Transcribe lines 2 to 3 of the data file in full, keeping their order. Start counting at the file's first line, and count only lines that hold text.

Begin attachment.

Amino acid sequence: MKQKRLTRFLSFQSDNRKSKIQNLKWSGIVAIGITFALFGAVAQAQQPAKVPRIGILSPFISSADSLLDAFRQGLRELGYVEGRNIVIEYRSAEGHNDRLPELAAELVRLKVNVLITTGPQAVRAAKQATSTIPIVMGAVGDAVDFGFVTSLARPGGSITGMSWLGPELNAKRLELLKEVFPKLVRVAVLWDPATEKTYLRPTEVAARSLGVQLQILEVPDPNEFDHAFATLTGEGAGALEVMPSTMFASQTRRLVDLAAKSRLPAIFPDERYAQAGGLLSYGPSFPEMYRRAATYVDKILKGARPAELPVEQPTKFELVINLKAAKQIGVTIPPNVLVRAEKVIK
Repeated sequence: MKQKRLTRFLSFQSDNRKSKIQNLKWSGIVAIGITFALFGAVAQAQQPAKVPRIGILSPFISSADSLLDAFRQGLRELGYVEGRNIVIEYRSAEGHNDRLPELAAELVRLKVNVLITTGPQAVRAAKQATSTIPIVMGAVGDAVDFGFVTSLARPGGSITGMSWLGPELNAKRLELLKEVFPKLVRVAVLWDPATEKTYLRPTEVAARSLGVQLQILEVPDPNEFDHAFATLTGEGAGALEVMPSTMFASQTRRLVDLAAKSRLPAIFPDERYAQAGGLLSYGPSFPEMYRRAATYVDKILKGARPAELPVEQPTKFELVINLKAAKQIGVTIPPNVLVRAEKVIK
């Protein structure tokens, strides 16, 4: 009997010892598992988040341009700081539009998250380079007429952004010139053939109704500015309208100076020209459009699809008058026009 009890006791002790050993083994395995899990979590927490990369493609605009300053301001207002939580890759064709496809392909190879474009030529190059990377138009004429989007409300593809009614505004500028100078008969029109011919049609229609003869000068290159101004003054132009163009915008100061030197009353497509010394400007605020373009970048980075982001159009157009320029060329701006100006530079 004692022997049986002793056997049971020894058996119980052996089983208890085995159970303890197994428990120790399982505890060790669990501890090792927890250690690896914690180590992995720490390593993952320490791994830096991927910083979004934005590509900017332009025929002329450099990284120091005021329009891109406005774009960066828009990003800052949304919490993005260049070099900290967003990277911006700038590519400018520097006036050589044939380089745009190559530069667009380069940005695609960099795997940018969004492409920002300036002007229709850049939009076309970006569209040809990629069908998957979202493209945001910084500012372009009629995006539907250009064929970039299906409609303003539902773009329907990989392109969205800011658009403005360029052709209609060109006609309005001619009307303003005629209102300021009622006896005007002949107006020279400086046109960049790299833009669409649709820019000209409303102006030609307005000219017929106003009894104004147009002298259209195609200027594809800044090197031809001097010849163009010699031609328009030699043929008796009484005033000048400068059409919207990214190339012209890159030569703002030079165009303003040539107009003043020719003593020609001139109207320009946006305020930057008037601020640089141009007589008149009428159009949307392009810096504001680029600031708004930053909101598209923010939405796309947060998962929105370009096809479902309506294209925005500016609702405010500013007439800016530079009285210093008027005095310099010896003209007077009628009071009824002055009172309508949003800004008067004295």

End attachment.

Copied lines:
Repeated sequence: MKQKRLTRFLSFQSDNRKSKIQNLKWSGIVAIGITFALFGAVAQAQQPAKVPRIGILSPFISSADSLLDAFRQGLRELGYVEGRNIVIEYRSAEGHNDRLPELAAELVRLKVNVLITTGPQAVRAAKQATSTIPIVMGAVGDAVDFGFVTSLARPGGSITGMSWLGPELNAKRLELLKEVFPKLVRVAVLWDPATEKTYLRPTEVAARSLGVQLQILEVPDPNEFDHAFATLTGEGAGALEVMPSTMFASQTRRLVDLAAKSRLPAIFPDERYAQAGGLLSYGPSFPEMYRRAATYVDKILKGARPAELPVEQPTKFELVINLKAAKQIGVTIPPNVLVRAEKVIK
């Protein structure tokens, strides 16, 4: 009997010892598992988040341009700081539009998250380079007429952004010139053939109704500015309208100076020209459009699809008058026009 009890006791002790050993083994395995899990979590927490990369493609605009300053301001207002939580890759064709496809392909190879474009030529190059990377138009004429989007409300593809009614505004500028100078008969029109011919049609229609003869000068290159101004003054132009163009915008100061030197009353497509010394400007605020373009970048980075982001159009157009320029060329701006100006530079 004692022997049986002793056997049971020894058996119980052996089983208890085995159970303890197994428990120790399982505890060790669990501890090792927890250690690896914690180590992995720490390593993952320490791994830096991927910083979004934005590509900017332009025929002329450099990284120091005021329009891109406005774009960066828009990003800052949304919490993005260049070099900290967003990277911006700038590519400018520097006036050589044939380089745009190559530069667009380069940005695609960099795997940018969004492409920002300036002007229709850049939009076309970006569209040809990629069908998957979202493209945001910084500012372009009629995006539907250009064929970039299906409609303003539902773009329907990989392109969205800011658009403005360029052709209609060109006609309005001619009307303003005629209102300021009622006896005007002949107006020279400086046109960049790299833009669409649709820019000209409303102006030609307005000219017929106003009894104004147009002298259209195609200027594809800044090197031809001097010849163009010699031609328009030699043929008796009484005033000048400068059409919207990214190339012209890159030569703002030079165009303003040539107009003043020719003593020609001139109207320009946006305020930057008037601020640089141009007589008149009428159009949307392009810096504001680029600031708004930053909101598209923010939405796309947060998962929105370009096809479902309506294209925005500016609702405010500013007439800016530079009285210093008027005095310099010896003209007077009628009071009824002055009172309508949003800004008067004295």